Bonnie and Clyde is an American film directed by Arthur Penn, released in 1967, starring Faye Dunaway and Warren Beatty. The plot follows the criminal collaboration and love affair between Bonnie Parker and Clyde Barrow in the 1920s in Texas. The film is Arthur Penn's best-known work, and it launched Faye Dunaway and Warren Beatty into the public eye.
The screenwriters David Newman and Robert Benton wanted to create a film version of the lives of the two iconic killers in a tonally sophisticated way. Inspired by the techniques of French New Wave filmmakers, they sought to make a film that was at once comic and disconcerting, switching between more slapstick depictions and comic characterizations and grotesque images of violence and bloodshed. When they first sent it to Arthur Penn, he was already working on a film and could not commit to the project. After him, they sent it to acclaimed French director Francois Truffaut, who worked on the script but passed on directing. Godard also famously turned down the task of directing the film.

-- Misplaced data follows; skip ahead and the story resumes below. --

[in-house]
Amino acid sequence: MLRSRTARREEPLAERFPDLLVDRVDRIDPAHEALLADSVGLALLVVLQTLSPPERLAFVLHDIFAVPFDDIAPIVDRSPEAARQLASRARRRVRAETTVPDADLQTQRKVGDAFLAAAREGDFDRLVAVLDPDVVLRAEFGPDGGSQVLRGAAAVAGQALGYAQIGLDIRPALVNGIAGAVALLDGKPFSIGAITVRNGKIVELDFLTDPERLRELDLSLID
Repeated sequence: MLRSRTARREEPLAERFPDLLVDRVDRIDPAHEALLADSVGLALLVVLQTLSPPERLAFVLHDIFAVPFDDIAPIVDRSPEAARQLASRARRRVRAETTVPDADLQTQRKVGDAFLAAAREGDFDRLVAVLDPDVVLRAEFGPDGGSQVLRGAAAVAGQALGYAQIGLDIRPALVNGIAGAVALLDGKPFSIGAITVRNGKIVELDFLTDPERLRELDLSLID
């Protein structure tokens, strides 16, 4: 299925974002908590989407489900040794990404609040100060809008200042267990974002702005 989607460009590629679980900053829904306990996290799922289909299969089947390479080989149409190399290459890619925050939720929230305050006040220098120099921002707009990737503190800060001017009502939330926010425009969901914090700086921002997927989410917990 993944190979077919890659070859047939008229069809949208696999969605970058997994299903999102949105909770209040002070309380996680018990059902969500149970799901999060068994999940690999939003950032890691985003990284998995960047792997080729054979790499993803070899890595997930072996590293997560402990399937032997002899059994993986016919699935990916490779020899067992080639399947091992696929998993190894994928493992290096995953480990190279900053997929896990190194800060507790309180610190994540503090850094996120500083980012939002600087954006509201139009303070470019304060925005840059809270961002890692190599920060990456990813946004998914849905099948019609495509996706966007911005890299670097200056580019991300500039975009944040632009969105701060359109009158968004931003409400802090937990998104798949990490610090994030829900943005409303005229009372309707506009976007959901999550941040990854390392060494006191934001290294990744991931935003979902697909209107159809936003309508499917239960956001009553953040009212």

Upon its release, the film was notable for its candid and unflinching depiction of sex and violence. The ending, in particular, remains one of the most affectingly violent in Hollywood history. Additionally, the story of two misguided but idealistic lovers and criminals looking to buck the system in order to create meaning in their lives struck a chord with younger viewers, many of whom saw the film as an allegory for the countercultural shift that was taking place in America in the 1960s. The film was nominated for 10 Academy Awards and won two, one for cinematography and the other for Estelle Parsons' supporting performance as Blanche.